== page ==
Once a criminal offense has been reported, your institution will need to follow a set procedure. Proceedings should include a prompt, fair and impartial process from the initial investigation to the final result. Here are some things you can do to ensure your institution is prepared in advance in the event of a complaint and resulting investigation.
Policies and procedures must at minimum mirror statutory requirements. Whenever there's an update to the law and your policy, make sure that information is distributed to the appropriate parties. Policies are only as strong as the people who understand how to comply with and enforce them. Without the proper training, a policy is just paper. As you distribute and publicize your policies, reinforce that it's everyone's responsibility to maintain a harassment- and discrimination-free campus. Administrators cannot work in a vacuum - without the cooperation of staff and students, improvement cannot occur.
Of course you have a Title IX coordinator - every institution must. But it's important to periodically evaluate whether he or she is able to fully address the needs of your campus as his or her responsibility increases. Are your students aware of the duties and authority of the Title IX coordinator? Do they know how to contact the coordinator? Do you have coverage for non-work hours if a student wants to file a complaint during evenings or weekends? Are there back-up or on-call coordinators to address complaints if the office is closed? Is your coordinator always notified of a reported incident (for example, if a student or employee files a complaint with HR, campus security or a resident advisor, do those people know to contact the Title IX coordinator immediately)?
Create a list of who should be contacted based on the nature of the complaint being filed. Issue the document to everyone who could potentially hear about a problem. Indicate whether personal involvement or simple notification is required. Indicate whether the notification is a matter of internal policy or legal responsibility.
No matter who is involved or notified of a complaint, proper response training is critical. To minimize risk and exposure, take affirmative steps to ensure that employees know their duty. The Office of Civil Rights has clearly defined the need for training to address complaints, stating that "schools must ensure that their employees are trained so that they know to report harassment to appropriate school officials, and so that employees with the authority to address harassment know how to respond properly. Training must be provided to any employees likely to witness or receive reports of sexual harassment and violence, including teachers, school law enforcement unit employees, school administrators, school counselors, general counsels, health personnel and resident advisors."
Develop an Easy-to-Use Complaint Reporting System Complaint reporting should be easy and accessible. A student with a complaint is already under stress. he or she shouldn't have to deal with the added stress of figuring out who they should contact. With the crossover of reporting requirements, it's often difficult for even professionals to know who is required for notification. Having a single, central location for all complaints allows the institution to manage notifications, maintain equality in investigations and control the dissemination of information to the appropriate parties. In addition, it makes it easy for staff and students to know who to call, no matter what the problem is.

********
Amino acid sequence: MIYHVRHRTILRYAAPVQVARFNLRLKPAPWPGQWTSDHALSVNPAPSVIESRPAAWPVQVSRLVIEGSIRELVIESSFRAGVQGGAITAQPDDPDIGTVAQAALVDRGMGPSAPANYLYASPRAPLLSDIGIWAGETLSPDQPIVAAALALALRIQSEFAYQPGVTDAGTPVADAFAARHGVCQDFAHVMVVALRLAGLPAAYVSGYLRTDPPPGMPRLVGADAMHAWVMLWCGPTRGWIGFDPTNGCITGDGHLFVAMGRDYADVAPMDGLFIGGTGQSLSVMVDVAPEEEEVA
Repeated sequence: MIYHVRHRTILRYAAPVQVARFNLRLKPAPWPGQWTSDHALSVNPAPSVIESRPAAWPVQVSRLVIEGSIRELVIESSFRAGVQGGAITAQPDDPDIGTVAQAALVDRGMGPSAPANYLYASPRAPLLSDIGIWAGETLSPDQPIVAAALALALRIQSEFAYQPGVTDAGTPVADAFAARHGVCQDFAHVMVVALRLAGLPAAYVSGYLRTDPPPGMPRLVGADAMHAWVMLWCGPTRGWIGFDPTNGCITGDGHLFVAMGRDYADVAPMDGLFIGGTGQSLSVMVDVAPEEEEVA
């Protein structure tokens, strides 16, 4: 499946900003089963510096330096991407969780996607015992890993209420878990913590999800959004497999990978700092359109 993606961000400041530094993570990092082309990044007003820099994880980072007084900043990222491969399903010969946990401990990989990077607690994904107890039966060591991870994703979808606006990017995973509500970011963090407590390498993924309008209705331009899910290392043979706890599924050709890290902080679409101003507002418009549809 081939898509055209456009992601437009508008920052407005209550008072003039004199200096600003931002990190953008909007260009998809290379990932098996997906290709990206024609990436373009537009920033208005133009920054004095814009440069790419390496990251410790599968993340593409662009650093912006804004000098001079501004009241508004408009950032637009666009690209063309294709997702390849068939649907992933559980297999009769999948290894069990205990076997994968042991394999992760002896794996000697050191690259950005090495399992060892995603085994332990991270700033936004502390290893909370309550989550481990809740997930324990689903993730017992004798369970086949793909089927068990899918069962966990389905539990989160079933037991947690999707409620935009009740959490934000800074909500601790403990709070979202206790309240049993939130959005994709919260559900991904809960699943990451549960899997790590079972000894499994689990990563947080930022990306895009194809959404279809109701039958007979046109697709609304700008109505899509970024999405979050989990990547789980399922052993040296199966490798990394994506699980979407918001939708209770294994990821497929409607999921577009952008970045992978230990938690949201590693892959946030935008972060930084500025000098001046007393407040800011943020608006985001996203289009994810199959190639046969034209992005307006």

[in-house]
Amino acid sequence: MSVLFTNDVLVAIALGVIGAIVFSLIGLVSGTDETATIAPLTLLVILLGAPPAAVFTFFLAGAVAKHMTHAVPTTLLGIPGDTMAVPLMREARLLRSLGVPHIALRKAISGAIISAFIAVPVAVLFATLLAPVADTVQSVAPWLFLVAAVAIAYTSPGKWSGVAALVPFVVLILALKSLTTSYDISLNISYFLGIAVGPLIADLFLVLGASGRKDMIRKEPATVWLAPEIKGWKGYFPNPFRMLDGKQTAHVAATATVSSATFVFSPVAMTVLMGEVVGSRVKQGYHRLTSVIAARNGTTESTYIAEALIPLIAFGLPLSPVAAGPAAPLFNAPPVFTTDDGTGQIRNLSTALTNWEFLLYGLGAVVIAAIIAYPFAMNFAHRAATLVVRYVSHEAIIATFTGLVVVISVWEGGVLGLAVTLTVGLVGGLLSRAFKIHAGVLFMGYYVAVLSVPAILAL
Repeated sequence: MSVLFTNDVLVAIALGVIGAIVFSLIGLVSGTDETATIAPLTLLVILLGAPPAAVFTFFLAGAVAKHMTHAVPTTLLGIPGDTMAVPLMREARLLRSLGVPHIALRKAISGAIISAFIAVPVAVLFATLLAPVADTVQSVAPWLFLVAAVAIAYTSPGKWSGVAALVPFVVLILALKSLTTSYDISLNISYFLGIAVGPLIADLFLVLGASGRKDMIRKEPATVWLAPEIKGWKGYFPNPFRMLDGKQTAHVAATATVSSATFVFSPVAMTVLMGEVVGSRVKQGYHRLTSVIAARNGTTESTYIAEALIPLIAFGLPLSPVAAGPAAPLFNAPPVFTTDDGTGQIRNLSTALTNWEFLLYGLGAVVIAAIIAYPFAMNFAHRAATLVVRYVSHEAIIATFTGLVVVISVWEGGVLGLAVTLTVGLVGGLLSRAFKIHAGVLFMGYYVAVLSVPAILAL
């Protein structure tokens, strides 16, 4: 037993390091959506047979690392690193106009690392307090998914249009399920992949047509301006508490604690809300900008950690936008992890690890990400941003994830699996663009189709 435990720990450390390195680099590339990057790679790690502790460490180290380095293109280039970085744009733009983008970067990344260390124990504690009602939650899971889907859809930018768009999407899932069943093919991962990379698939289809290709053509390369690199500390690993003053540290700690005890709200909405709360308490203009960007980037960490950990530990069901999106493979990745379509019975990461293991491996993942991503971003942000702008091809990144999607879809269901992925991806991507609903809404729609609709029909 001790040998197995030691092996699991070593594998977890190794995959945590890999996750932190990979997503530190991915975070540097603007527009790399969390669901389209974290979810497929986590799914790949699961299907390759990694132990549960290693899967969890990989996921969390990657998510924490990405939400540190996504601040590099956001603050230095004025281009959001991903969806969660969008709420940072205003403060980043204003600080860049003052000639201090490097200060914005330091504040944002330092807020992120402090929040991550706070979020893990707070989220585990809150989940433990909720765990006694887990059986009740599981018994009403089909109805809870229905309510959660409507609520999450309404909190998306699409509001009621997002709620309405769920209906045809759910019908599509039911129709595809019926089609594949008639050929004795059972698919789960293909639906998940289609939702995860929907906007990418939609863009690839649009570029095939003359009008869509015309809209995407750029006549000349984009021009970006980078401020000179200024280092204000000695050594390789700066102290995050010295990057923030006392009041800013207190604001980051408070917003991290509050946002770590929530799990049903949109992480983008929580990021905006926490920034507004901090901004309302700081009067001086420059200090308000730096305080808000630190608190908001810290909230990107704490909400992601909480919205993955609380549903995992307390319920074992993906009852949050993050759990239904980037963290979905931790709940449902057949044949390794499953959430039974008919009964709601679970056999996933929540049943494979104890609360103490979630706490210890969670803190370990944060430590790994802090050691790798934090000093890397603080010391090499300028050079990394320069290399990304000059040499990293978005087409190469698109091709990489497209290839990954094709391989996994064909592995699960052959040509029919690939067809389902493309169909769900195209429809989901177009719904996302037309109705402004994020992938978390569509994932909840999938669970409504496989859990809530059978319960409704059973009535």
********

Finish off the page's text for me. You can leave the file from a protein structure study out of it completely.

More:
When a complaint is filed, the institution has an immediate responsibility to address it. If your institution doesn't have a centralized complaint department, the matter should be immediately referred to the appropriate area. Next steps are: (1) take the initial information; (2) notify the complainant of their right to file a criminal complaint, if applicable; (3) initiate an investigation with trained professionals (investigate even if the accuser refuses to name the offender); (4) take any necessary interim measures during the investigation to separate the complainant from the accused; (5) affect corrective action, if needed; (6) notify any appropriate parties of the disposition of the investigation. Remember, the onus is on the institution to conduct a thorough, professional investigation, to ameliorate the problem and to affect change. Failing to train staff to manage these steps properly could be your highest area of exposure.
In order to facilitate culture change on campus, institutions must go above and beyond the minimum requirements of VAWA, Title IX and Clery Act laws. We must fully engage our entire campus communities in ongoing conversations around sexual violence. The topic can no longer be viewed as taboo, but must instead be exposed and explored. Only by weaving dialogue and training into the fabric of our institutions can we create real, lasting change, uniting students, faculty and staff in the campaign to eradicate sexual violence on college campuses.